Article by FM Mike Klein
With the two top seeds in each division pulling away from the pack, GM Gata Kamsky exuded his usual perfection in positional chess to give GM Alex Lenderman his first loss of the event. That left the crowd watching to see if GM Hikaru Nakamura, the top seed in the U.S. Championship, could keep pace.
After an unusual French Defense led to a stolid middlegame with no obvious breakthrough, it looked like Nakamura and GM Alex Stripunsky would admit the impasse and agree to a draw. After his own game ended, Kamsky looked on from the press room and had a different opinion. He suggested Nakamura prepare his f-pawn’s advance, which Nakamura managed in due time. “White has no counterplay and is lost completely,” Kamsky concluded almost instantly.
Sensing the infiltration, Stripunsky was unwilling to wait for the inevitable. He sacrificed a piece, then the exchange, then later, with his time running out, another exchange. The final salvo proved too much. Though he engineered a quintet of passed pawns, Nakamura’s rook took post on the eighth rank to parry all the possible promotions. Stripunsky saw his pawns were stuck and resigned.
After the game, a quick analysis by the players produced a myriad of variations. Enlisting the help of other players produced more questions than answers. “White’s winning, no black’s winning, no white’s winning,” GM Yasser Seirawan said.
Kamsky’s win lacked similar drama. After repulsing any queenside attacking ideas, he eventually advanced five pawns to the fifth rank in picturesque uniformity. After 18…Bh5, Kamsky said his position was “completely OK.” Then he took a closer look and declared, “Actually, maybe it’s not so pleasant for white.” The space advantage, coupled with a belligerent knight, was too much for Lenderman to handle.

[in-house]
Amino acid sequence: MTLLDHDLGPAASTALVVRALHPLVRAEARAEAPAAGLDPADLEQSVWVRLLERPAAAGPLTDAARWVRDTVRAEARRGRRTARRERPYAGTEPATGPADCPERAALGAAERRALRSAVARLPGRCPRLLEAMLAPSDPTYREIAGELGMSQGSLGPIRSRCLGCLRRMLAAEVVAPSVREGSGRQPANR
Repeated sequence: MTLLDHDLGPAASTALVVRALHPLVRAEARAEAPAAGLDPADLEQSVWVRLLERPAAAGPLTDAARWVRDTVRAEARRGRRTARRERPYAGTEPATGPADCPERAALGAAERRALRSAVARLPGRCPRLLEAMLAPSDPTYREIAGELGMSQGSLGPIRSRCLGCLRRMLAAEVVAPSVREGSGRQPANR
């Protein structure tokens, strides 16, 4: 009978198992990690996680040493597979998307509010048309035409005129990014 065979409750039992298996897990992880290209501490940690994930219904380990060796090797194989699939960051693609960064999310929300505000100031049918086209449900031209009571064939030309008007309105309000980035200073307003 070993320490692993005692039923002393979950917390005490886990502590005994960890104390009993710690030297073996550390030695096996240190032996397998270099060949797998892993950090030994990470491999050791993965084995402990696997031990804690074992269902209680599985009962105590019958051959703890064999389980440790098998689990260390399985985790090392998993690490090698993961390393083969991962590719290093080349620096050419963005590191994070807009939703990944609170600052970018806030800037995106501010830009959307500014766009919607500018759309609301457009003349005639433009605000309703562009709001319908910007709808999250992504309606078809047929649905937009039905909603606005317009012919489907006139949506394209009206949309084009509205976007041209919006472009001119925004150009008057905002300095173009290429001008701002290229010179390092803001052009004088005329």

“The game got away from me quickly somehow,” a flummoxed Lenderman said. “There were so many choices for white, but I couldn’t find a way to make the maximum of all my pieces. I was trying to calculate lines before outlining strategic possibilities.”
In a moment of extreme candor from the 22-year-old, he added, “The position was just too complicated for me. Chess understanding is just not there for me. Good thing I am playing in this tournament. I keep trying to make ‘professor’ moves where I try to do too much. I keep making this mistake against 2700s.”
Kamsky and Nakamura both have 6/8 and will play each other on Friday. Should there be a winner, he will be the betting favorite to win the title.
Chasing the two leaders is a trio of grandmasters. GMs Alex Onischuk, Varuzhan Akobian and Yury Shulman all have 4.5/8. Taken together, the top five men comprise the U.S. Olympiad team from 2008, the last time the squad won a team medal.
Akobian won the only other decisive game of the day, besting GM Alejandro Ramirez in a wild game. “It was an unusual position,” Akobian said. Ramirez pushed …c5, …b5, …f5 and …g5 all in the first 11 moves. He left his center pawns at home while traversing his queen from one rook file to the other. “I was a little too optimistic,” Ramirez replied. “I wanted to play something interesting, but it backfired.”